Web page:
Before you think I’m being a little too cranky here…there are complaints every time a “year’s best” comes out! OMG, it’s a book of some of the outstanding stories from the year before and readers are complaining they are reprints? Yes, they do. Oy.

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Contents Announced: Zombies: MORE Recent Dead

ZombiesMoreRecent-200Contents announced for ZOMBIES: MORE RECENT DEAD. I know…who wants more zombies? Well, even if you don’t like zombies, I think you will like these stories! Writers are being more imaginative than ever with the icon. If you preorder on Amazon.com right now you get more than $5 off cover price.

The living dead are more alive than ever! Zombies have become more than an iconic monster for the twenty-first century: they are now a phenomenon constantly revealing as much about ourselves—and our fascination with death, resurrection, and survival—as our love for the supernatural or post-apocalyptic speculation. Our most imaginative literary minds have been devoured by these incredible creatures and produced exciting, insightful, and unflinching new works of zombie fiction. We’ve again dug up the best stories published in the last few years and compiled them into an anthology to feed your insatiable hunger…

CONTENTS (alphabetically by author last name:

• Joanne Anderton, “Trail of Dead”
• Michael Arnzen, “Rigormarole” (poem)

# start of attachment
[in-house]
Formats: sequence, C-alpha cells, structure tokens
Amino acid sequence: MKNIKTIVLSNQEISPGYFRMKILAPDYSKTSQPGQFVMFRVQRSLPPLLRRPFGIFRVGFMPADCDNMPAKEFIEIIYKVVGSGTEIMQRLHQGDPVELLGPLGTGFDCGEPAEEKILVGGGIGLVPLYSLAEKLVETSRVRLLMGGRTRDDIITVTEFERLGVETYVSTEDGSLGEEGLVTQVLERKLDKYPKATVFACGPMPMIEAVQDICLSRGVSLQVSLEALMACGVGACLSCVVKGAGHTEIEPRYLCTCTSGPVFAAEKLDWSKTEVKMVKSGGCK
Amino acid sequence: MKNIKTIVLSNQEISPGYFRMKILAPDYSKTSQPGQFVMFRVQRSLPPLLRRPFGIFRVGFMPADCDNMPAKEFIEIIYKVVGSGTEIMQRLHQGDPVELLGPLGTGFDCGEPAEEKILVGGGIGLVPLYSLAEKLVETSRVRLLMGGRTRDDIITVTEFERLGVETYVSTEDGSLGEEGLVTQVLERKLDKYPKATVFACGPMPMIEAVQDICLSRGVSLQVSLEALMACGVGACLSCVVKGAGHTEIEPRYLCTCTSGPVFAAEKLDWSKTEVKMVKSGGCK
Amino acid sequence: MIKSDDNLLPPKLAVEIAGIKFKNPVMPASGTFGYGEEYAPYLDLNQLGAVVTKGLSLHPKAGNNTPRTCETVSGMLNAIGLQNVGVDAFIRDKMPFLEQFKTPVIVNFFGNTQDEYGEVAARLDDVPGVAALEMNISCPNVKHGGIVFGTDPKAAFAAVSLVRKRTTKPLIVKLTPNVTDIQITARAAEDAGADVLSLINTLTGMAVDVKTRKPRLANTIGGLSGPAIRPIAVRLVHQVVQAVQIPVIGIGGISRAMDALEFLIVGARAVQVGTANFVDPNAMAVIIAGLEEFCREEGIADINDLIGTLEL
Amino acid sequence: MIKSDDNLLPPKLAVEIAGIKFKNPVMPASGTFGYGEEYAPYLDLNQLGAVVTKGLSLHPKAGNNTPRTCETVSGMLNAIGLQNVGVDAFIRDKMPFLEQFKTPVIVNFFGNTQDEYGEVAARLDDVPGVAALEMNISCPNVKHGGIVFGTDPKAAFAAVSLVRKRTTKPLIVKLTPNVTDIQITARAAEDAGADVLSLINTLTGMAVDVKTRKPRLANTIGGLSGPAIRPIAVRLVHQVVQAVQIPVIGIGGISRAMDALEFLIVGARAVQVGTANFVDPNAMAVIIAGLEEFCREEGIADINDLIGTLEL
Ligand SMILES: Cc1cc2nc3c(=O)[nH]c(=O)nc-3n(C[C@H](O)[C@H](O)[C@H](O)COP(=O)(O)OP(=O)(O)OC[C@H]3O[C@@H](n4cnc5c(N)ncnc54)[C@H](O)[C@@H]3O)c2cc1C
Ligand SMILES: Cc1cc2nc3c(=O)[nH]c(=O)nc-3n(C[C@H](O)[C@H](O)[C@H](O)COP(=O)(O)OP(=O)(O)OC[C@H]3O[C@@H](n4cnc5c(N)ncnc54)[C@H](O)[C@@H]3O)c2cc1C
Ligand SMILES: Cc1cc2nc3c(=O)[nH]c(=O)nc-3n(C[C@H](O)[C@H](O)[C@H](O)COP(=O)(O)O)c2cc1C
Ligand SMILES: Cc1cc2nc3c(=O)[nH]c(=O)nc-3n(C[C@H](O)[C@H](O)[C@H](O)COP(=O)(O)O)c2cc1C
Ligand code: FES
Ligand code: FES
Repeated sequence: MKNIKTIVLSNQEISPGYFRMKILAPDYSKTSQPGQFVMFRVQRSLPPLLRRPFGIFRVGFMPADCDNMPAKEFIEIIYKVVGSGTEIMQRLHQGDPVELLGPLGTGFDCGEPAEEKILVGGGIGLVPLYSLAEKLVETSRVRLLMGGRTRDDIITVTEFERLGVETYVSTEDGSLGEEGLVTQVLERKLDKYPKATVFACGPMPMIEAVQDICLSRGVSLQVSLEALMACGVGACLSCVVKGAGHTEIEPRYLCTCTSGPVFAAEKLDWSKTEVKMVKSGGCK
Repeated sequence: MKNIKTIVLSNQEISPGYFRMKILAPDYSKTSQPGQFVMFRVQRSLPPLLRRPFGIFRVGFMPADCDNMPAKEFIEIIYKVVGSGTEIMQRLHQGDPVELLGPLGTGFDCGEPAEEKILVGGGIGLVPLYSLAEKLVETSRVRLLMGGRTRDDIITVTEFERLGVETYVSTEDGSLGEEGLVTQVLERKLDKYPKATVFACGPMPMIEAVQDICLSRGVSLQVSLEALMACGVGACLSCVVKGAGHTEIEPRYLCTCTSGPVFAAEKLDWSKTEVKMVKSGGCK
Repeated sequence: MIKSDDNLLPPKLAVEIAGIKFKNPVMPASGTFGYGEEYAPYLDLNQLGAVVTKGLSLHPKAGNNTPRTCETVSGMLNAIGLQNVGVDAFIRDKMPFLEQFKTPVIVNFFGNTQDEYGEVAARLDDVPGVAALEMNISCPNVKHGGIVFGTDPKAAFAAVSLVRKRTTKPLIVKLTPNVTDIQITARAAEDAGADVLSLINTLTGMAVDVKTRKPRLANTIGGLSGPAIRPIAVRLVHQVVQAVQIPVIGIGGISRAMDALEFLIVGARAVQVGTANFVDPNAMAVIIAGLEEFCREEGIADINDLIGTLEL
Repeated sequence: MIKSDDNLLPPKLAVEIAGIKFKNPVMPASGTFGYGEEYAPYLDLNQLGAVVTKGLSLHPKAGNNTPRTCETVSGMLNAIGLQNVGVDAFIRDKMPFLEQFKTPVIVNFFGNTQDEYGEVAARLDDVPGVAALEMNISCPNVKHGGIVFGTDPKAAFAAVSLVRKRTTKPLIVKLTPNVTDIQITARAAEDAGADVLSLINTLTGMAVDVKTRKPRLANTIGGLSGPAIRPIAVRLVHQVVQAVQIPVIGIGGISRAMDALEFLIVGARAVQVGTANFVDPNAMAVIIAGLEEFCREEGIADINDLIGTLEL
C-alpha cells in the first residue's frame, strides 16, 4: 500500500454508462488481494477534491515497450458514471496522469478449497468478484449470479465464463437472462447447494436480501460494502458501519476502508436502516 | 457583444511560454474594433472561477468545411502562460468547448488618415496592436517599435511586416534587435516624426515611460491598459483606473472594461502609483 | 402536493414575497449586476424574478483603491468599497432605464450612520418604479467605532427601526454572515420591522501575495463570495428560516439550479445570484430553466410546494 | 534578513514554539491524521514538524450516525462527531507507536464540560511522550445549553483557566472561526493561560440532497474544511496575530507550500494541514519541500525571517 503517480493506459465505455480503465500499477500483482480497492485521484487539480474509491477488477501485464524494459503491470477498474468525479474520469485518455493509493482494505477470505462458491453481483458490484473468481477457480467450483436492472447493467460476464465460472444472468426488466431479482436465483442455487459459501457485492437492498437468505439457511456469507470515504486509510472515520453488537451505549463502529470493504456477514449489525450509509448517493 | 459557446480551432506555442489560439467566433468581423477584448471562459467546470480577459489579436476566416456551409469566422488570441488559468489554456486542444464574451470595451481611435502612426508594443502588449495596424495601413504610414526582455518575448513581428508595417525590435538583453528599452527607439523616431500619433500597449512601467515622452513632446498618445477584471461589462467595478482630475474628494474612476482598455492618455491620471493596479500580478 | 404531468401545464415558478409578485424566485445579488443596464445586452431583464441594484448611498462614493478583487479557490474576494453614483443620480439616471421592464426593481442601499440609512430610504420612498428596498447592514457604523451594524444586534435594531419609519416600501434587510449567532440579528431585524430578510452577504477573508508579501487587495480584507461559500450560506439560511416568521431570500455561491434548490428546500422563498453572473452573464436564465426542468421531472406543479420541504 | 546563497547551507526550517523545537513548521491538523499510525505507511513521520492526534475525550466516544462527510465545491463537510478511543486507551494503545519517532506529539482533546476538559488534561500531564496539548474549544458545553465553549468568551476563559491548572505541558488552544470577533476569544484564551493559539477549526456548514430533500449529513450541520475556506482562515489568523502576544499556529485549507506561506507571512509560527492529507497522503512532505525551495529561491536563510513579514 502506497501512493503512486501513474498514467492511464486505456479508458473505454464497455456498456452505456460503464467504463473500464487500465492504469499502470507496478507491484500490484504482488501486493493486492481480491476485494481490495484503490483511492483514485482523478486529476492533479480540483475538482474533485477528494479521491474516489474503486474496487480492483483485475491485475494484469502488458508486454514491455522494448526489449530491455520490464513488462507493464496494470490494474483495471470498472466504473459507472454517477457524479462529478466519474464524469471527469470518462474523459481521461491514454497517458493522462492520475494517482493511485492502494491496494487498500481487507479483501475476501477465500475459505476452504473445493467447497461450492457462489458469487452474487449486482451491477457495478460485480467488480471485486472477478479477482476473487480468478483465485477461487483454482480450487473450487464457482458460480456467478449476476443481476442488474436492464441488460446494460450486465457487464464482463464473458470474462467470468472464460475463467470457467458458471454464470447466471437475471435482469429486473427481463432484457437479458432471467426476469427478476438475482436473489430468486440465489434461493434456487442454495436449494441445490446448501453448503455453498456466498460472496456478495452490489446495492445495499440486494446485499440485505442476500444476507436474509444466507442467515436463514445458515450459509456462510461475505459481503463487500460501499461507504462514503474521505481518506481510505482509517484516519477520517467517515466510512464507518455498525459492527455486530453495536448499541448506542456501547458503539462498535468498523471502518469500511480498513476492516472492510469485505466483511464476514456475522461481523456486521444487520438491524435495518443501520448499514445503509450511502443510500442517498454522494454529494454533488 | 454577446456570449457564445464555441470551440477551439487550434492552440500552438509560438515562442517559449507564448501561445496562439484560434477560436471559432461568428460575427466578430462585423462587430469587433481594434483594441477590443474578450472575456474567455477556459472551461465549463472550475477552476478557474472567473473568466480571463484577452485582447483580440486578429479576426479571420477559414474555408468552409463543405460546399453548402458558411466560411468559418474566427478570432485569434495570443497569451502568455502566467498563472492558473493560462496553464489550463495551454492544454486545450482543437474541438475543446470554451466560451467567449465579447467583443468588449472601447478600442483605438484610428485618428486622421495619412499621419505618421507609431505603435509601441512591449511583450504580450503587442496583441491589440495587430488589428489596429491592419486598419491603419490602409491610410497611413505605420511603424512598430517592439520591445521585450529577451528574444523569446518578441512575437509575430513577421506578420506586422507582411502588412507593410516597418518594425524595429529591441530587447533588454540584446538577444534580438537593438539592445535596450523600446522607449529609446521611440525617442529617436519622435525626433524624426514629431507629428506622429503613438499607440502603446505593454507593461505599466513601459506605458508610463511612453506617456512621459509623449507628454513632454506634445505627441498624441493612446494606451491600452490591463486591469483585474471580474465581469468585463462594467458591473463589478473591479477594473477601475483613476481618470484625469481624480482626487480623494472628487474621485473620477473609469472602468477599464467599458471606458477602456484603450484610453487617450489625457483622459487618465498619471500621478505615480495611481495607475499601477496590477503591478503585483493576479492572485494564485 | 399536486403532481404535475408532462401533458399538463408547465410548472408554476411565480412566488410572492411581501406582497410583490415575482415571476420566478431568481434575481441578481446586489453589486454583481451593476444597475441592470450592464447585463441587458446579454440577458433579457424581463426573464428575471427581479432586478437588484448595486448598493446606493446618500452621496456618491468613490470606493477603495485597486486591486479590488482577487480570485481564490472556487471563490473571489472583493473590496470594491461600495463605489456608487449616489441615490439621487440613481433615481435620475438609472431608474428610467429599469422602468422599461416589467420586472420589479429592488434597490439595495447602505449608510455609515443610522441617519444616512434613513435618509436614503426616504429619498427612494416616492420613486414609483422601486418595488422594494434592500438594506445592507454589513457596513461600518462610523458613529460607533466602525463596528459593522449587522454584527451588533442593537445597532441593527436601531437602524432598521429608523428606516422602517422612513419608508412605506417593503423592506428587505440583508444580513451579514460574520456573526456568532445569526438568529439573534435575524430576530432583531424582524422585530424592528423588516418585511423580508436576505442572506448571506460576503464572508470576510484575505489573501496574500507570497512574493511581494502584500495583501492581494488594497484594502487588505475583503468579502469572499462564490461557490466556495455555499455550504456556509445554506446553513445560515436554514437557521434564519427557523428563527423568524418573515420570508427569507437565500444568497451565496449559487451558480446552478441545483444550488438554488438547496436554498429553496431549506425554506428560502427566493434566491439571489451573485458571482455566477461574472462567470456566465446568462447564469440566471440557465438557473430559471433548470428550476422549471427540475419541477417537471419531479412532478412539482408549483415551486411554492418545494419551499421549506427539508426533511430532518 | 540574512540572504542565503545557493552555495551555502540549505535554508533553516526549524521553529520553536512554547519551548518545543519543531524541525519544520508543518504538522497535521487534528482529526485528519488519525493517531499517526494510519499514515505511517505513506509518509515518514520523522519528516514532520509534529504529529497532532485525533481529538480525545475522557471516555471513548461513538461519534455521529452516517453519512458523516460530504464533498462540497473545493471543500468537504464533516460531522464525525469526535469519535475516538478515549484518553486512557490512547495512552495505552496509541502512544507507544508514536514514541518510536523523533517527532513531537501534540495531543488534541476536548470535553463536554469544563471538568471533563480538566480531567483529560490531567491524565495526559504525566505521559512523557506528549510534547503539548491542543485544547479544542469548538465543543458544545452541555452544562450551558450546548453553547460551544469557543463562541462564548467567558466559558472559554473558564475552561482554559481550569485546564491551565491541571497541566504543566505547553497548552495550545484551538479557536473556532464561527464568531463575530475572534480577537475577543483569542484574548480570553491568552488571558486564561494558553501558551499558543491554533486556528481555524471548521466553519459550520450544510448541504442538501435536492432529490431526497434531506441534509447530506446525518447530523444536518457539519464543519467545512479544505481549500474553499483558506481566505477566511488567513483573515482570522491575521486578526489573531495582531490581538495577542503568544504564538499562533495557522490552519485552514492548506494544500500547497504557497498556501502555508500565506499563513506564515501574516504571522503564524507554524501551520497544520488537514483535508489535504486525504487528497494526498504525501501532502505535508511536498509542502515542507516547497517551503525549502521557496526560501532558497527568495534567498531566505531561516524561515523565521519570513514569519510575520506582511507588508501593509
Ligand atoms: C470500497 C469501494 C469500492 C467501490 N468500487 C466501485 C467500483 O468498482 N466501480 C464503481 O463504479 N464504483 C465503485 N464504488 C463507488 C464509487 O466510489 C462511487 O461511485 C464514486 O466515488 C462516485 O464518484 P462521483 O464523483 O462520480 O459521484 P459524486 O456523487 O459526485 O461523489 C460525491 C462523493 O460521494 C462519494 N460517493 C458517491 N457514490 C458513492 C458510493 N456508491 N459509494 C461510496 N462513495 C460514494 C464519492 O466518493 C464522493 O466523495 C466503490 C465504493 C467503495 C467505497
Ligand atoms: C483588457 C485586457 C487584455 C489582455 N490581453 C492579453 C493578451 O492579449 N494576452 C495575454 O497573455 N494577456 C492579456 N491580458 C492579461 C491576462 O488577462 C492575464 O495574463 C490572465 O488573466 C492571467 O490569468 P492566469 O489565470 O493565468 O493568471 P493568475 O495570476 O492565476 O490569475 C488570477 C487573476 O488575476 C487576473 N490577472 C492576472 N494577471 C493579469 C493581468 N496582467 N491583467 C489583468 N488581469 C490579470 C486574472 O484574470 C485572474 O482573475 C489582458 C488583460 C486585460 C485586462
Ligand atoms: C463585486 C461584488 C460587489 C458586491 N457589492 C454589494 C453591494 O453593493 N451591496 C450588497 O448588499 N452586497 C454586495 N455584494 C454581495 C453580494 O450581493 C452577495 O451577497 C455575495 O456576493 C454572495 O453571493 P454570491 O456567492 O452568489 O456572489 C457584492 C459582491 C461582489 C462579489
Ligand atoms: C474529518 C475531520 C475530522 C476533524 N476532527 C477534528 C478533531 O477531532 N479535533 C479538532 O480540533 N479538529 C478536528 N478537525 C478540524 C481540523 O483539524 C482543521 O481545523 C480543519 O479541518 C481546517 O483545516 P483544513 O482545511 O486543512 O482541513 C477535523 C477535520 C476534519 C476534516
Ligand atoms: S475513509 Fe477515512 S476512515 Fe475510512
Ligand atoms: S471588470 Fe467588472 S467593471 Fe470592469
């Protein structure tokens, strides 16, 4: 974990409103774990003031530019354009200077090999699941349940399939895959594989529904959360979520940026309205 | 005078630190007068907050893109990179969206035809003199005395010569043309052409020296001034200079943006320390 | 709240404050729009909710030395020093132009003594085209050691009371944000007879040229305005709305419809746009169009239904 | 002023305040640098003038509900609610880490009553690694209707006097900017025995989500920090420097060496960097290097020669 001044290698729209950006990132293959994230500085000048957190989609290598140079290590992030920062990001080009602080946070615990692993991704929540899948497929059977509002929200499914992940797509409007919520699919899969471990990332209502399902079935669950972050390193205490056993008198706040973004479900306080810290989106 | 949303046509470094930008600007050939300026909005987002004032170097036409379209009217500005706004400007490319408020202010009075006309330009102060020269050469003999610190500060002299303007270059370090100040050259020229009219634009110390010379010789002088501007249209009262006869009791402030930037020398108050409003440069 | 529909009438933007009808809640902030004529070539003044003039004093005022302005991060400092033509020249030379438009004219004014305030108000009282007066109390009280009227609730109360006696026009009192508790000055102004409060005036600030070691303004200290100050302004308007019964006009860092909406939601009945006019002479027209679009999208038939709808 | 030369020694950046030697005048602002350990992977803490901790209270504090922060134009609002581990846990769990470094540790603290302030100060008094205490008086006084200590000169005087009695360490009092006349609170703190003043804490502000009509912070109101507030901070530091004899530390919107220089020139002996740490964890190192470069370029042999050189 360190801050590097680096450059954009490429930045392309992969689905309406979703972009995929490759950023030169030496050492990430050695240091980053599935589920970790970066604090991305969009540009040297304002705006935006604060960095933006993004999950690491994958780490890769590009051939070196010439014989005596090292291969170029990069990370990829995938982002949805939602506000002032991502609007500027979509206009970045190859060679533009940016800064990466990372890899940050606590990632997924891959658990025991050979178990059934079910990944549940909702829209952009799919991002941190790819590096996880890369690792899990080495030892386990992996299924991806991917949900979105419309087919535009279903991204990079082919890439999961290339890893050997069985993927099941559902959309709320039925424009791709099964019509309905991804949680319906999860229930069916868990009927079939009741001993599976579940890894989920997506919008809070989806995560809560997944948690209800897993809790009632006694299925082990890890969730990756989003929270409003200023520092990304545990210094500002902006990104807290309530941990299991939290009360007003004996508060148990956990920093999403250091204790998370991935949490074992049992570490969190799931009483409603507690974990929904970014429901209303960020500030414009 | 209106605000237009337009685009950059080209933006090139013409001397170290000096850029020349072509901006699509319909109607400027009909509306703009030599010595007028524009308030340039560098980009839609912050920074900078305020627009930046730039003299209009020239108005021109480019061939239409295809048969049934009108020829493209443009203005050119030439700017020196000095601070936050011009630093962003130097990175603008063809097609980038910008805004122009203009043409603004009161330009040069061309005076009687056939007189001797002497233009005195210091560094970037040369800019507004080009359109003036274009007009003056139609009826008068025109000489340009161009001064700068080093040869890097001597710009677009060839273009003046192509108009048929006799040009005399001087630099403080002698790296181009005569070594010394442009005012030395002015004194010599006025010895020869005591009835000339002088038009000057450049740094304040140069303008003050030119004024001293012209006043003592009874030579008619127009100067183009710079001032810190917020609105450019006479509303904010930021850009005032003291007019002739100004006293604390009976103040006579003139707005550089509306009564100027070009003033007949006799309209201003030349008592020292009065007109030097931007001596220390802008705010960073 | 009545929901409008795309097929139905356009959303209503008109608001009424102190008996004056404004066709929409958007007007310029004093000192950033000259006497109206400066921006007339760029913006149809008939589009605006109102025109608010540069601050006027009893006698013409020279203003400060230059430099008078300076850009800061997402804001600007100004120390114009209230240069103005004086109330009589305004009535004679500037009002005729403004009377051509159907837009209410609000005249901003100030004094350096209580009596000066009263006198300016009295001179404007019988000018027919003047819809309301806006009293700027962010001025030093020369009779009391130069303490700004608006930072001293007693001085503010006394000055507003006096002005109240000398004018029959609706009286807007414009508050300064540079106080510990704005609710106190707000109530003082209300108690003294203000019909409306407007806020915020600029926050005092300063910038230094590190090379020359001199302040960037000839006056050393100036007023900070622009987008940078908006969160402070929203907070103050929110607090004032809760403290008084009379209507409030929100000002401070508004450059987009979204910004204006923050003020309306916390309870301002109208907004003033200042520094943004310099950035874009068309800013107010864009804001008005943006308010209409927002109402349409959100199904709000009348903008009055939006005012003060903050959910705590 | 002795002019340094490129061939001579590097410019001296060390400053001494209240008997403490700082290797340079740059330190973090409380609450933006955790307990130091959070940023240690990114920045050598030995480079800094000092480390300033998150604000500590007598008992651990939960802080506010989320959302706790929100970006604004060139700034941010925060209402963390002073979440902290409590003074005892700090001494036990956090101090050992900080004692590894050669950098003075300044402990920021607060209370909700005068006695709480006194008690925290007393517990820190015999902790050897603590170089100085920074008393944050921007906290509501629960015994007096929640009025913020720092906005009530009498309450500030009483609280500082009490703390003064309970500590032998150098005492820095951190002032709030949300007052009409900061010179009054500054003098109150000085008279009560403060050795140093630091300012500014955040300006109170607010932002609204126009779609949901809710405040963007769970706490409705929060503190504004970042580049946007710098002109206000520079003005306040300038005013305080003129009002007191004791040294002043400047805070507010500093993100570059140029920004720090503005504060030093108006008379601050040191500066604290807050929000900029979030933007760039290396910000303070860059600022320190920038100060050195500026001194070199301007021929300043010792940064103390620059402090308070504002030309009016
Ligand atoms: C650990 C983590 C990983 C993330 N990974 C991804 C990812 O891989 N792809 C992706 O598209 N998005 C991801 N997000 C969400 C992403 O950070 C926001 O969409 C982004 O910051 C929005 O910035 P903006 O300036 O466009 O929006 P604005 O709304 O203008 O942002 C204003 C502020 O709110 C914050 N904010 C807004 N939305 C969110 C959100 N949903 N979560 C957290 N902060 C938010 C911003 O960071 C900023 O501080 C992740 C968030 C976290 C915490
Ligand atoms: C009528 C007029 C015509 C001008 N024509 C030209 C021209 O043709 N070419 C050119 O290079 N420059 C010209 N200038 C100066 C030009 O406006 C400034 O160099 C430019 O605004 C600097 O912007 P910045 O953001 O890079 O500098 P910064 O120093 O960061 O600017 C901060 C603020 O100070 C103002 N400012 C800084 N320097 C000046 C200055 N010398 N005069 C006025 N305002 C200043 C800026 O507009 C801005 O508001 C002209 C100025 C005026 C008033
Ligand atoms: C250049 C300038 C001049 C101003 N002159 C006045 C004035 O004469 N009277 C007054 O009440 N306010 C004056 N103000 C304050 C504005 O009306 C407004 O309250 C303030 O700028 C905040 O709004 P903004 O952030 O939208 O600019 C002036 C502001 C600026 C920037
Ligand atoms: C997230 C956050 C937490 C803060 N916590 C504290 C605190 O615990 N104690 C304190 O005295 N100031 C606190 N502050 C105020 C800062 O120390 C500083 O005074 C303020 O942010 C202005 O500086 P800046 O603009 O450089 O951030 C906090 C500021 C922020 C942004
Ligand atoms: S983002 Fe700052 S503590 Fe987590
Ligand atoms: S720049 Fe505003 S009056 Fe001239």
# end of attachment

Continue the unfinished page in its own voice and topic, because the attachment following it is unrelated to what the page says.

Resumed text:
• Marie Brennan, “What Still Abides
• Mike Carey, “Iphigenia in Aulis”
• Jacques L. Condor (Mak a Tai Meh), “Those Beneath the Bog”
• Neil Gaiman, “The Day the Saucers Came” (poem)
• Roxane Gay, “There is No ‘E’ in Zombi Which Means There Can Be No You Or We”
• Ron Goulart, “I Waltzed with a Zombie”
• Eric Gregory, “The Harrowers”
• William Jablonsky, “The Death and Life of Bob”
• Shaun Jeffrey, “Til Death Do Us Part”
• Matthew Johnson, “The Afflicted”
• Stephen Graham Jones, “Rocket Man”
• Joy Kennedy-O’Neill “Aftermath”
• Caitlín R. Kiernan, “In The Dreamtime of Lady Resurrection”
• Nicole Kornher-Stace, “Present”
• Joe R. Lansdale, “The Hunt: Before and The Aftermath”
• Shira Lipkin, “Becca at the End of the World”
• David Liss, “What Maisie Knew”
• Jonathan Maberry, “Jack & Jill”
• Alex Dally MacFarlane, “Selected Sources for the Babylonian Plague of the Dead (572-571 BCE)”
• Maureen McHugh, “The Naturalist”
• Lisa Mannetti, “Resurgam”
• Joe McKinney, “The Day the Music Died”
• Tamsyn Muir, “Chew”